Untitled by Brenda P.

LEIGH: First, I want to thank Brenda for generously agreeing to let her piece be critiqued and the feedback posted. It’s never easy to hear how our work can be improved, and doing so in a public forum – especially without being given any hint up front about what the critiquer is going to say — is harder yet. Thanks, Brenda.There are some good details here, some nice uses of the senses, and some fun lines that I’ll point out as I go along.

The music was blaring and the patrons that were crowded into Scotty’s, a singles bar, were all seemingly having a wonderful time. Couples were dancing, groups were laughing and talking in between sips taken from their preferred alcoholic beverages. Brooke Wescott sat at a table with two of her best friends, Marcilyn and Nicolette. They each held a mixed drink in their hands just as almost everyone else did, their laughter and conversation lively.

LEIGH: Though we get a good thumbnail picture of Scotty’s, it would be nice to be told more about what makes this bar distinct from others, and this would be a good opportunity for some additional sensory language. Is it smoky? Bright? Filled with neon glare? Just a few details, not a lot, will help us form an image of the setting.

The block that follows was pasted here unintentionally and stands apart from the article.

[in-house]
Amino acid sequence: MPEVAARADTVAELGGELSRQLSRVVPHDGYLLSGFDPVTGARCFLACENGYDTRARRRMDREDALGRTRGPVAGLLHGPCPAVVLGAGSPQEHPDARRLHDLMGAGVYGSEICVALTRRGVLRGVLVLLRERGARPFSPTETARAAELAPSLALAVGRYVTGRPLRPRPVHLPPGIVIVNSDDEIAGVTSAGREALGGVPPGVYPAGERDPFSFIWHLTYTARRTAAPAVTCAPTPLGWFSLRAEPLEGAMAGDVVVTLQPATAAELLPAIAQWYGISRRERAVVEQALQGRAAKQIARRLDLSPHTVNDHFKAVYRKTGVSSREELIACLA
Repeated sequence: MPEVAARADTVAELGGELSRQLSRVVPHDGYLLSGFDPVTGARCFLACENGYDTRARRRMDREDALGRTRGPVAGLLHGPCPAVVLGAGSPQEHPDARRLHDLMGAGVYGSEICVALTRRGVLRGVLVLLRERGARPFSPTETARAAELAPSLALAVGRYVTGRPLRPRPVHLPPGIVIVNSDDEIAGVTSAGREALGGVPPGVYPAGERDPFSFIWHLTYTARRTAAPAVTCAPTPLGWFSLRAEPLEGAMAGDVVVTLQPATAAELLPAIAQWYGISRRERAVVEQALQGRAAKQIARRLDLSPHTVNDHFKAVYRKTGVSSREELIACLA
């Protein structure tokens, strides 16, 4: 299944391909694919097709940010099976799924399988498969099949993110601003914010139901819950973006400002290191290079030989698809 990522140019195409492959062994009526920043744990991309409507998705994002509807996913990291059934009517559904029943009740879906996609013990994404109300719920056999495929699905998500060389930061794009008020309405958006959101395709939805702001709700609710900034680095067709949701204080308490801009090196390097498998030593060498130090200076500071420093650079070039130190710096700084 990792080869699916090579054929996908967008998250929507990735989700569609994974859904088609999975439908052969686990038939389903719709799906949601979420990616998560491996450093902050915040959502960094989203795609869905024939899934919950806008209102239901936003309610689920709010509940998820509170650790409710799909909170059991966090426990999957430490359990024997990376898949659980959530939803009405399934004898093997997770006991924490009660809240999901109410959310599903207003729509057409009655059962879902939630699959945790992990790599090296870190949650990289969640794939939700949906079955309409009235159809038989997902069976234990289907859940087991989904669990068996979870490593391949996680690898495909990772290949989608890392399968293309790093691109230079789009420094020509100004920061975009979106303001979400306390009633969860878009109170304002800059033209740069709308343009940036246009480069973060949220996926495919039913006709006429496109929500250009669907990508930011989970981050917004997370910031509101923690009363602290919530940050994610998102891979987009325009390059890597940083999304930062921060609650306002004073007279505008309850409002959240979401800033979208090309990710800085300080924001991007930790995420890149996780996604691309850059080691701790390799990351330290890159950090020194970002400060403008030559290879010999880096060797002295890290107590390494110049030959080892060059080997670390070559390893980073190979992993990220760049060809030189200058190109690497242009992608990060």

In this first paragraph, though we know where we are and we are introduced to several characters, the point of view and perspective are vague. We seem to be observing only, as if we’re an onlooker who’s just peeked into the bar, rather than having an insight into how any particular character is affected, or what she’s thinking.

Brooke was eighteen and sported long silky blonde hair that she always complained was too thin and straight. She was dressed in a short red silk dress, which was belted at her waist with a wide black belt. Large black buttons ran down the front center of the dress from the low V-neckline. Large round black button-style earrings adorned her earlobes. Brooke and her friends had just graduated two months earlier from high school and were spending the summer just doing whatever the three of them wanted to do.